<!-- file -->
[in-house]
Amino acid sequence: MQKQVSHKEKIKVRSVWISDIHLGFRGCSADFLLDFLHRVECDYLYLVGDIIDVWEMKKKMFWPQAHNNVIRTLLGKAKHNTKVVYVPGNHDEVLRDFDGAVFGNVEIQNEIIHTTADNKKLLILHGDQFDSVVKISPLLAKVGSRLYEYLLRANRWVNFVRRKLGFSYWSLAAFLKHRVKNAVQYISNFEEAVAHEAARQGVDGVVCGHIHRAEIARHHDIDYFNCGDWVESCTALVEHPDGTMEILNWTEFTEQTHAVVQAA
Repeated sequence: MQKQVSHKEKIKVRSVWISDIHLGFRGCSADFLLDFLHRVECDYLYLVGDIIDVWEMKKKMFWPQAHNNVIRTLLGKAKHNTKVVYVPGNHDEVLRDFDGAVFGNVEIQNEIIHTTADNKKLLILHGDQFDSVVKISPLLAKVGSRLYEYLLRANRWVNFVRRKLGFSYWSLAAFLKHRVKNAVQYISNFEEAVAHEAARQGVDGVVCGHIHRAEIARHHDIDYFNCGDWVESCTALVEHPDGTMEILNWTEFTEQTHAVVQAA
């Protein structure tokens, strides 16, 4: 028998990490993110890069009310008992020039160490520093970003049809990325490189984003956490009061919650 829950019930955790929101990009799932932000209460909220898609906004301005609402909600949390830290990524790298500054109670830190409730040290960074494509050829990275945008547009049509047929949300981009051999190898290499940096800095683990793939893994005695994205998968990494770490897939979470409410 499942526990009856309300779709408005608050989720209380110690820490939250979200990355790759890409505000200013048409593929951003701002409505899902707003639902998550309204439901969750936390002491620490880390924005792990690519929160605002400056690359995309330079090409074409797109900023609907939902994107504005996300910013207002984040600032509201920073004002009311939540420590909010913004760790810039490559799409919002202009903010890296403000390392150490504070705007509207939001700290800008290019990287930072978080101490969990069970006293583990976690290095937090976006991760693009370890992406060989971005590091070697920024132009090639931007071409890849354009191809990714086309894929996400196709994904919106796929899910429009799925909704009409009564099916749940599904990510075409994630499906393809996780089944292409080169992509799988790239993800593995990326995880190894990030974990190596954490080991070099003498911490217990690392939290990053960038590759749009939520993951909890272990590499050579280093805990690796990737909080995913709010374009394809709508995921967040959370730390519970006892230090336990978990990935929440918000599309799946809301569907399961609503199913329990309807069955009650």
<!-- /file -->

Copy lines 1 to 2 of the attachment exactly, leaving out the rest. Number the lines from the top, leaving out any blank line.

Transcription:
[in-house]
Amino acid sequence: MQKQVSHKEKIKVRSVWISDIHLGFRGCSADFLLDFLHRVECDYLYLVGDIIDVWEMKKKMFWPQAHNNVIRTLLGKAKHNTKVVYVPGNHDEVLRDFDGAVFGNVEIQNEIIHTTADNKKLLILHGDQFDSVVKISPLLAKVGSRLYEYLLRANRWVNFVRRKLGFSYWSLAAFLKHRVKNAVQYISNFEEAVAHEAARQGVDGVVCGHIHRAEIARHHDIDYFNCGDWVESCTALVEHPDGTMEILNWTEFTEQTHAVVQAA